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Up to 26 Weeks Pregnancy

Healthy babies start with healthy pregnancies.

 

KICKS, MOVES & GROOVES!

Feeling fancy pants now... you are a freaking amazing tiger mum... look at you! Growing a human!!
Hopefully you are feeling pretty human at the moment. A few aches and pains here and there as your baby grows, but nothing you can't cope with!

This is really common time for the planners amongst us to want ALL the answers right now... its ok- we will walk it through. Maybe start thinking about applying for working for families or paid parental leave. You might need a letter for your employer & IRD- just ask me at our next appointment. Its no problem at all.
Starting to look at all those gadgets & gears marketed for new parents. Don't worry too much. Babies don't actually need that much so just get the things you feel are your top of the list. Look for a care seat, nappies, a bed for baby, and clothes- the more natural the fibres the better!

If you have a Rhesus Negative (Rh-) blood group we will have found this from your first blood tests and we will have discussed the implications and recommendations re sensitising events or antenatal bleeds and the importance of contacting me or GP or A&E and to be offered Anti-D. We will also have had a chat about prophylactic Anti-D which is now offered in Gisborne at 28 weeks and 34 weeks.

click here to read the NZ blood womens anti-D info sheet...

click here to read the full NZ blood Anti-D guideline...

click here to read Sarah Wickham's pages on Anti-D...

I know that you are thinking.... birth is aggggges away, why talk about carseats now!? Its good to think about it now! With time and preparation you can take advantage of sales if buying a new carseat. If borrowing then you have time to confirm the seat will be available and check the expiry date.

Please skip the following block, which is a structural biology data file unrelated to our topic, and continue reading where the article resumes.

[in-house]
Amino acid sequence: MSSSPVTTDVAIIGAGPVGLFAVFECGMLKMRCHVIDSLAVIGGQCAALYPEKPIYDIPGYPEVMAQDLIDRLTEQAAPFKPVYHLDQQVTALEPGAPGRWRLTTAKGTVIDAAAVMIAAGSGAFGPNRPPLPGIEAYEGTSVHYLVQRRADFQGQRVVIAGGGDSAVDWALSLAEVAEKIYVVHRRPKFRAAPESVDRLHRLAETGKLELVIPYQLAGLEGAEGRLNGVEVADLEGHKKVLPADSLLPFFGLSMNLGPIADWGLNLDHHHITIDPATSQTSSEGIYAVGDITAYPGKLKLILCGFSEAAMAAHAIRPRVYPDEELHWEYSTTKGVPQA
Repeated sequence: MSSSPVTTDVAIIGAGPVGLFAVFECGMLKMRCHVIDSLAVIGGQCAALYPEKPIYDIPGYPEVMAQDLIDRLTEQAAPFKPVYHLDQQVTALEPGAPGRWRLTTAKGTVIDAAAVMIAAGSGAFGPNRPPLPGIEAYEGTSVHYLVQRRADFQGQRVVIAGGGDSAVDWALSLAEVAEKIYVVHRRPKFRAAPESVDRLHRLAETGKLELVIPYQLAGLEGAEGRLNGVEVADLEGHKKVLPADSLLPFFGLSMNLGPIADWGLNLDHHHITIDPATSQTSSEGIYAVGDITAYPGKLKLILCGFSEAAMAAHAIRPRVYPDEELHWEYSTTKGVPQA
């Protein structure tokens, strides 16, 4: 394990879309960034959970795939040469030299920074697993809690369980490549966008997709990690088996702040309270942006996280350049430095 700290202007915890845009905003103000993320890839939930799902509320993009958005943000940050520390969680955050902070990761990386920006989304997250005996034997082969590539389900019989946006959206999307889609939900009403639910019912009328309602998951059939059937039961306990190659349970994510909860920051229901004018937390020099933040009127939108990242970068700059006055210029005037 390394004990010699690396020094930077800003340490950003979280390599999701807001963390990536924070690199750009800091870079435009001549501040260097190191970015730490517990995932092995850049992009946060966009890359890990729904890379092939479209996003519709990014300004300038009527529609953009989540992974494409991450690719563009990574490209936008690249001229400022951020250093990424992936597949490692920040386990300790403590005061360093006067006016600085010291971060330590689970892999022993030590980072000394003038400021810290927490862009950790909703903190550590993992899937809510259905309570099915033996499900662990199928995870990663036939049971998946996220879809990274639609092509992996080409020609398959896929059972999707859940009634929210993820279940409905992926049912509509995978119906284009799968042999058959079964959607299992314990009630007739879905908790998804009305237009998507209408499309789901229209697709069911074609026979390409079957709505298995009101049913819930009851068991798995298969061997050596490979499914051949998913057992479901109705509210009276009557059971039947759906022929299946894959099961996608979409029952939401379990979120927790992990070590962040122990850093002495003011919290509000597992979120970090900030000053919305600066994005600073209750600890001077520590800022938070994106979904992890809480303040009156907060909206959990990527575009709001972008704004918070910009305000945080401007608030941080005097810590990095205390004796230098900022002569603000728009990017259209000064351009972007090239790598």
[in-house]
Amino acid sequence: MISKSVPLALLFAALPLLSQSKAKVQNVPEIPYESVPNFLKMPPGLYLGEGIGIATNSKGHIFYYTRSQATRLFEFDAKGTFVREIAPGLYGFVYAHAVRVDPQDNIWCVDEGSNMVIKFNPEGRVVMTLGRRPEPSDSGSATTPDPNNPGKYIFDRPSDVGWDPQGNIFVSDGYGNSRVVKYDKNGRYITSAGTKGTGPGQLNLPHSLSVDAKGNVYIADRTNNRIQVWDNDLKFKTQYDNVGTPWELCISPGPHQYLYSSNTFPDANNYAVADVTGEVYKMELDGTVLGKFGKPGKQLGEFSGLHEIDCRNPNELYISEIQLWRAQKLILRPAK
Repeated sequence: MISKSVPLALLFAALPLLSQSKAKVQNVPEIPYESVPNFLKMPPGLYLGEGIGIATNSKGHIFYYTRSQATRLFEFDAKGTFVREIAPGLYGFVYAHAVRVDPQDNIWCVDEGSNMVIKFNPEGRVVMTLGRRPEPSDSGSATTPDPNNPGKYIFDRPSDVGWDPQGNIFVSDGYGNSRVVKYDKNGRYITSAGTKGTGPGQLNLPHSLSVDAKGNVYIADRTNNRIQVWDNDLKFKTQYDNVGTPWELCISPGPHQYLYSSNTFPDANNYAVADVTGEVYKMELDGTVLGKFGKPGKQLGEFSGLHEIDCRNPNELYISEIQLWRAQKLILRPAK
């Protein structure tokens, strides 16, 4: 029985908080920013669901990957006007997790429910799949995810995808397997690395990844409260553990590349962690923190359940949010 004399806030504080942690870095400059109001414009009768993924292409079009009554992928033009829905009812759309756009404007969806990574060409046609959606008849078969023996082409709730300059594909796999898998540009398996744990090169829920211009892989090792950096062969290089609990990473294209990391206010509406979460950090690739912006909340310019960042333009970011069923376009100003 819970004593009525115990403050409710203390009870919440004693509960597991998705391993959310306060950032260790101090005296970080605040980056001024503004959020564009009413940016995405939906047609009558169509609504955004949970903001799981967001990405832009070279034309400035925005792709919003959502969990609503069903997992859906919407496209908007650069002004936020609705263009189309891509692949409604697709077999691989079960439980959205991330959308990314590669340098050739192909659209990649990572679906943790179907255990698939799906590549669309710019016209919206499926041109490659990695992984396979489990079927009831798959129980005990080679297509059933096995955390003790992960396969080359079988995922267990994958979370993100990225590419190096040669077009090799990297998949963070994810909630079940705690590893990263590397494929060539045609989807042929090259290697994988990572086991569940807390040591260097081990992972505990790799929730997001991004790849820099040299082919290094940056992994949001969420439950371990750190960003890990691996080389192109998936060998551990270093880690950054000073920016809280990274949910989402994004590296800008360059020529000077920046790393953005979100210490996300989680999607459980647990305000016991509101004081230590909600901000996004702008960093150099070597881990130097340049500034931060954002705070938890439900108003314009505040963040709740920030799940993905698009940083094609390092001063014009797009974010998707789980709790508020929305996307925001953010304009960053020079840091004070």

Under New Zealand law, all children under seven years of age must use an approved child restraint appropriate for their age and size. Children aged seven must be secured in a restraint if one is available in the vehicle.

click here to read more on the NZTA website...

One of the things I am passionate about is extended rear facing carseats. Each to their own & its ultimately your choice but hey- if you don't know about it, then I am happy to share some info!!

In NZ there aren't actually any laws that specifically set down how loing a baby should be rearfacing in a carseat. It was only recently Plunket got with the programme & updated their recommendations to rear-face until at least 2 years old.

In Northern European countries it is not unusual to have kids rear-facing until 5 years old. This is by far the safest way for your child to travel. By keeping your kid rear-facing in a suitable carseat for as long as possible you are giving them the best chance at reducing serious injuries in a crash. As awareness grows in NZ about the benefits of extended rear-facing, more seats are available at a range of price-points to suit everyone's budget. If you are considering extended rear-facing, look for a carseat that has a high weight rating for rear-facing (like 18kg+).

click here for a video that shows the benefits of extended rear-facing...

Safe sleeping for baby

The Ministry of Health guide states: You can help protect your baby from dying suddenly in their sleep by:

  1. Making sure baby is in their own bed for every sleep (and close to parents/caregivers at night)

  2. Making sure baby is on their back for every sleep

  3. Keeping baby smokefree from the start

  4. Breastfeeding your baby

  5. Immunising your baby on time

click here for the MoH pamphlet on keeping baby safe while sleeping...